So, as I begin this new chapter at NORML I ask all of you to join me. Please help usher in this new era by making a donation today of $50.00 or more to NORML. Your donation will help assure that we continue to play a necessary role in shaping public opinion and policy in such a way that puts the needs of responsible marijuana consumers first. As the nation continues to engage in this ongoing narrative regarding legalization, there exists a greater need than ever for politicians, media, and policy analysts to seek guidance and expertise from NORML with regard to the benefits of regulation as well as the health and societal effects of responsible cannabis consumption.
I’m excited to do my part to make NORML the best organization it can be and I hope you’ll join me.
More Governors signed marijuana related legislation into law this week, and once again members of the US Senate have said ‘yes’ to marijuana law reform. Keep reading to get the latest news and to learn what you can do to take action.
Members of the U.S. Senate Appropriations committee took action this week, approving 18 to 11, an amendment to further protect doctors and patients who use medical cannabis in accordance with state laws.
The amendment reads, “None of the funds appropriated or otherwise made available in this title shall be used in a manner that would interfere with the ability of a provider to recommend medicinal marijuana in accordance with State law, or of a patient to participate in a medicinal marijuana program consistent with such State law.”
This vote marks the third time in recent weeks that members of the U.S. Senate Appropriations committee have approved marijuana related amendments. Members also recently voted to expand military veterans’ access to medical cannabis and to bar the Department of Justice from spending money to interfere with the implementation of state medical marijuana laws.
California: Legislation NORML opposes is moving forward in the state legislature and we need you to #TakeAction to prevent it from becoming law. Members of the state Assembly voted 60 to 12 on June 2nd in favor of Assembly Bill 2243, legislation seeking to impose a new $9.75/ounce tax on the cultivation of medical-only marijuana. Similarly, members of the state Senate voted 27 to 10 on June 1st in favor of Senate Bill 987, legislation seeking to impose a special 15 percent statewide tax upon medical marijuana sales. This tax would be in addition to the imposition of existing state and local taxes.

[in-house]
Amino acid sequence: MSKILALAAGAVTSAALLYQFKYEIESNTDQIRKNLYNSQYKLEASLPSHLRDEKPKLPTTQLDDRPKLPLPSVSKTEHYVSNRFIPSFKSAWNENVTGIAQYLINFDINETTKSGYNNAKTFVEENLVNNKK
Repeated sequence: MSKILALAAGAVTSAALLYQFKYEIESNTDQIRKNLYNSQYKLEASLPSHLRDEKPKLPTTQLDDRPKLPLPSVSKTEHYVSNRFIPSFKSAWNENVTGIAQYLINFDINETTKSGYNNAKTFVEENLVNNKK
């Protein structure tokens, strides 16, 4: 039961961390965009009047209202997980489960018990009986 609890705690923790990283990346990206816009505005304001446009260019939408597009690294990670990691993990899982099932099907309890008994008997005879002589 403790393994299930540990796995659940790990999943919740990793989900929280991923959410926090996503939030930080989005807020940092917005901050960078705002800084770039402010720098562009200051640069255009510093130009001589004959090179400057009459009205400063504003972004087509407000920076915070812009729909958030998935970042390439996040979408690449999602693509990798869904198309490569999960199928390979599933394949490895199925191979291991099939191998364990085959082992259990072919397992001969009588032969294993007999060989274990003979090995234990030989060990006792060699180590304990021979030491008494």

Assembly Bill 2243 will now be considered by members of the Senate and Senate Bill 987 will now be considered by members of the Assembly.
While NORML generally does not oppose the imposition of fair and reasonable sales taxes on the commercial sales of cannabis for recreational purposes, we do not support such excessive taxation on medical sales. #TakeAction
Colorado: On Monday, June 6th, Governor John Hickenlooper signed House Bill 1373 into law. This legislation permits qualified patients access to medical cannabis formulations while on school grounds. Under the measure, a primary caregiver may administer non-inhalable formulations of medical cannabis to a qualifying patient while that patient is on the grounds of a pre-school, primary, or secondary school in which the student is enrolled. Medical marijuana patients may not be denied eligibility to attend school because of their cannabis use. The measure took effect upon the Governor’s signature.
New York: Advocates are making a final push to pass legislation to significantly expand the state’s current medical marijuana program before the legislative ends on June 16th. New York legalized medical marijuana in 2014, however the law is one of the most restrictive in the country. Currently, 11 separate bills are pending before the legislature to improve and expand the state’s nascent program. #TakeAction